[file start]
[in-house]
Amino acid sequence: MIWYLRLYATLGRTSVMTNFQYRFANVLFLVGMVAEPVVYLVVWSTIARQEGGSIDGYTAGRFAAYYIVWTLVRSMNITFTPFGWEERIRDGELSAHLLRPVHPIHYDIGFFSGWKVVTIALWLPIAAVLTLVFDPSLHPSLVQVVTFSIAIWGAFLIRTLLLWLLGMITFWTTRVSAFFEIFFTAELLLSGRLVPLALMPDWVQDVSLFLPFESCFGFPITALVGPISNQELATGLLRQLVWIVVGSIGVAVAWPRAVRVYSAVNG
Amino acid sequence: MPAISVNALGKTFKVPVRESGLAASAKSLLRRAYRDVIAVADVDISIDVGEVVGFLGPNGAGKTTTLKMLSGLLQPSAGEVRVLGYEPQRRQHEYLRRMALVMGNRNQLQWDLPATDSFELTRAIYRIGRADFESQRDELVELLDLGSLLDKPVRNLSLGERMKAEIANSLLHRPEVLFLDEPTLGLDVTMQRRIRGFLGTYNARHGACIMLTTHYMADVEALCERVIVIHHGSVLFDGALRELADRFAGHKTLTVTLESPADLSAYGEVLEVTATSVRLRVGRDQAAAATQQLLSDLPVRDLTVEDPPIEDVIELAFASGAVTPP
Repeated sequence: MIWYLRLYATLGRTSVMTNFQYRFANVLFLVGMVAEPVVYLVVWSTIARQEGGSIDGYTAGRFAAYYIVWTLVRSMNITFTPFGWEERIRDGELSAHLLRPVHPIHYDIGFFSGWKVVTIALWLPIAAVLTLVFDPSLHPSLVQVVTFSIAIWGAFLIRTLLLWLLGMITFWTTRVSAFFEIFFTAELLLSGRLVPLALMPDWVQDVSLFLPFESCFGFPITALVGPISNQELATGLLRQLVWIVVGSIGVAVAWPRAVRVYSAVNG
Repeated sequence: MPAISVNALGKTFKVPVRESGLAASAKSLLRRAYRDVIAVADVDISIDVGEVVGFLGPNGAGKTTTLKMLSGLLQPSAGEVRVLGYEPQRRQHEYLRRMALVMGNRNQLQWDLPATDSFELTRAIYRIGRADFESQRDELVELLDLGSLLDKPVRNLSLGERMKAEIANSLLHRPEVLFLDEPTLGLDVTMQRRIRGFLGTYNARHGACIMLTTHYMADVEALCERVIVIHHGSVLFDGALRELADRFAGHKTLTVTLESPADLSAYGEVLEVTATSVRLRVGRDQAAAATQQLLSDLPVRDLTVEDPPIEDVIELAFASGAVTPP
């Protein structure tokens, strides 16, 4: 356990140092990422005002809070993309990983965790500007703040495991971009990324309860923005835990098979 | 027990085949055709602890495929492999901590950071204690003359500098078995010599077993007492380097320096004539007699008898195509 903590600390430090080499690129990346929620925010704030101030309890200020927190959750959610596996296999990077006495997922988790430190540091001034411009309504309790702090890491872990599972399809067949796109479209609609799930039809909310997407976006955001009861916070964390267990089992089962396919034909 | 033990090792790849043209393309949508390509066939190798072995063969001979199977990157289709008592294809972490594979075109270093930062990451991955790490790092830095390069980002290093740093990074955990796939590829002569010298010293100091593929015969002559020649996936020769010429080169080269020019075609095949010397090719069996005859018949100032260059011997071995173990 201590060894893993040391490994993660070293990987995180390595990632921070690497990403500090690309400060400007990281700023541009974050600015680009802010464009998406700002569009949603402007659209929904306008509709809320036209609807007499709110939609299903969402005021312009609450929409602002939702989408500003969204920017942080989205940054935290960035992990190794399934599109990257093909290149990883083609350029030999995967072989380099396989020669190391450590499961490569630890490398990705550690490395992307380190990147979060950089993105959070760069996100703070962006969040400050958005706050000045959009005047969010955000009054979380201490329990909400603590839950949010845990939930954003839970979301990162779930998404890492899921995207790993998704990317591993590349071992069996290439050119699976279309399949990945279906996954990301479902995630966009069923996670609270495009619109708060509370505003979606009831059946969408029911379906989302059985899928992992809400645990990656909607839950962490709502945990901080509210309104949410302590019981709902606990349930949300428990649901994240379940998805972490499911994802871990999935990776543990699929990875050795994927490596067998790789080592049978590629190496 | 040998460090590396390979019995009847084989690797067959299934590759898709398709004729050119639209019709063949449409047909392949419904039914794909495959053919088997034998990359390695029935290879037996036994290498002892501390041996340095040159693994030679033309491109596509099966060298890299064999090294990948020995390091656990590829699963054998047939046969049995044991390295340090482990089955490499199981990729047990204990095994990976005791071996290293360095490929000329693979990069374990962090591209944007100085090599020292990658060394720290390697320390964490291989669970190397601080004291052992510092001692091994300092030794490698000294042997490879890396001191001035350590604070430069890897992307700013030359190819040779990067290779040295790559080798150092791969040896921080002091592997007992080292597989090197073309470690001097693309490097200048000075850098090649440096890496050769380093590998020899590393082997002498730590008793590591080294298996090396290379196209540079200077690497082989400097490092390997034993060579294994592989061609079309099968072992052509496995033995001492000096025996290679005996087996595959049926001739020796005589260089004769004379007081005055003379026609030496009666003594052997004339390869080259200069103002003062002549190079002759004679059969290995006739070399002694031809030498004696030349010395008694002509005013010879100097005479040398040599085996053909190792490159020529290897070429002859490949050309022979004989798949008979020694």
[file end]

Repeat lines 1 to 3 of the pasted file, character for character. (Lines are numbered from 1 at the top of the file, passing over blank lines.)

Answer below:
[in-house]
Amino acid sequence: MIWYLRLYATLGRTSVMTNFQYRFANVLFLVGMVAEPVVYLVVWSTIARQEGGSIDGYTAGRFAAYYIVWTLVRSMNITFTPFGWEERIRDGELSAHLLRPVHPIHYDIGFFSGWKVVTIALWLPIAAVLTLVFDPSLHPSLVQVVTFSIAIWGAFLIRTLLLWLLGMITFWTTRVSAFFEIFFTAELLLSGRLVPLALMPDWVQDVSLFLPFESCFGFPITALVGPISNQELATGLLRQLVWIVVGSIGVAVAWPRAVRVYSAVNG
Amino acid sequence: MPAISVNALGKTFKVPVRESGLAASAKSLLRRAYRDVIAVADVDISIDVGEVVGFLGPNGAGKTTTLKMLSGLLQPSAGEVRVLGYEPQRRQHEYLRRMALVMGNRNQLQWDLPATDSFELTRAIYRIGRADFESQRDELVELLDLGSLLDKPVRNLSLGERMKAEIANSLLHRPEVLFLDEPTLGLDVTMQRRIRGFLGTYNARHGACIMLTTHYMADVEALCERVIVIHHGSVLFDGALRELADRFAGHKTLTVTLESPADLSAYGEVLEVTATSVRLRVGRDQAAAATQQLLSDLPVRDLTVEDPPIEDVIELAFASGAVTPP